French President Emmanuel Macron, known internationally as a pushover and an empty suit, has vowed to work with Iran to reinstate some of the provisions of the disastrous Iran Nuclear deal terminated by President Donald J. Trump in May of 2018.
“Iran is prepared to work on French proposals to salvage the international nuclear deal that Tehran signed with world powers in 2015 but it will not tolerate U.S. interference in the Gulf, its foreign minister said on Thursday,” according to Radio Farda. “In an effort to prop up the agreement, French President Emmanuel Macron offered on Wednesday to either soften sanctions on Iran or provide a compensation mechanism ‘to enable the Iranian people to live better’ in return for full compliance with the pact.”
The problem with the pact, of course, is that Iran cannot be trusted to comply. In fact, on the very day that Macron offered to soften sanctions, Iran debuted a long-range, surface-to-air missile air defense system, which it says it built, showing signs of aggression.
Iranian Foreign Minister Mohammad Javad Zarif said that he will visit Paris on Friday and discuss the deal with Macron personally.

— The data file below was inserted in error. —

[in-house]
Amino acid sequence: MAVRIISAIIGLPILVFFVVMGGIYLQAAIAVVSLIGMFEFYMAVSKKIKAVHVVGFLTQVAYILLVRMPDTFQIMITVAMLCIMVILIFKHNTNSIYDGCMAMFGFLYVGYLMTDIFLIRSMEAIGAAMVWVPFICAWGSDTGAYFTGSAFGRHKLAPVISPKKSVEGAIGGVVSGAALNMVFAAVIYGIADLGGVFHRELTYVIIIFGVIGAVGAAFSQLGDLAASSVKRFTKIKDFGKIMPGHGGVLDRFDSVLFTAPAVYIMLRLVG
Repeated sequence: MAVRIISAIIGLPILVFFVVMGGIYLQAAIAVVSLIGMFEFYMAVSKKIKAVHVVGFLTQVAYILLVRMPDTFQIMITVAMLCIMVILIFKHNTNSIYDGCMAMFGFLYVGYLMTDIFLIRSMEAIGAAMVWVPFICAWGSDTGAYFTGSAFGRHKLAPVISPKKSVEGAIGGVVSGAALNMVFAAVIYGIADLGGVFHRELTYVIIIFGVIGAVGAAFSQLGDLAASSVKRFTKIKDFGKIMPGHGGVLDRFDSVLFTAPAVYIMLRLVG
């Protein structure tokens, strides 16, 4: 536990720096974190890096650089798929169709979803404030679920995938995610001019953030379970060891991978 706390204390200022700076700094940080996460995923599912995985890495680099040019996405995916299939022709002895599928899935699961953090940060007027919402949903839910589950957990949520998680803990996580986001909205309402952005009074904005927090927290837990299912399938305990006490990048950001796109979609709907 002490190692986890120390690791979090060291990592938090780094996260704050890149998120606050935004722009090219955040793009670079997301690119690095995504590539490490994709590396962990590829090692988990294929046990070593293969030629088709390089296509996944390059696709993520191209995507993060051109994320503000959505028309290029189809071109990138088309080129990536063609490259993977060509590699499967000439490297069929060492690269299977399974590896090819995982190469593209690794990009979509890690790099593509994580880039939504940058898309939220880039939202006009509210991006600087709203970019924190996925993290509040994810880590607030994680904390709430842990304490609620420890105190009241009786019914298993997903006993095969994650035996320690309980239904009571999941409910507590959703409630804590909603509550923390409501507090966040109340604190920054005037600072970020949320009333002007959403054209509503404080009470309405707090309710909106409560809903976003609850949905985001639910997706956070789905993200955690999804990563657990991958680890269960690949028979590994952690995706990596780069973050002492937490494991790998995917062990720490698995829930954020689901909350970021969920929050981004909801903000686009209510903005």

“There are proposals on the table, both from the French and the Iranian side, and we are going to work on those proposals tomorrow,” he reportedly said.
Zarif once again expressed his displeasure with U.S. and allied security measures being taken in the Strait of Hormuz, through which a large percentage of the world’s oil flows, echoing the sentiment that he expressed two weeks ago.
“It’s clear that the U.S.’ intention (of having a) naval presence in the Persian Gulf is to counter Iran. Don’t expect us to remain quiet when somebody comes to our waters and threatens us,” he said.
There have been several scuffles in the Strait over the past couple of months. The United States, United Arab Emirates, and Israel have worked together on a security plan to help tame the Iranian Regime.
All this to say that Macron and the French government are not exactly helping to stabilize the situation, but rather emboldening a nation with nuclear aspirations.
Trump previously bashed Macron for interfering with his foreign policy.
“Iran is in serious financial trouble,” he said on Twitter. “They want desperately to talk to the U.S., but are given mixed signals from all of those purporting to represent us, including President Macron of France. I know Emmanuel means well, as do all others, but nobody speaks for the United States but the United States itself. No one is authorized in any way, shape, or form, to represent us!”
Meanwhile, Macron has problems domestically – namely that his citizenry is fed up with him. The infamous Yellow Vest protests against Macron and his government have continued for several months, with no signs of slowing.
Peter D'Abrosca is a freelance investigative reporter, author, and conservative political commentator.
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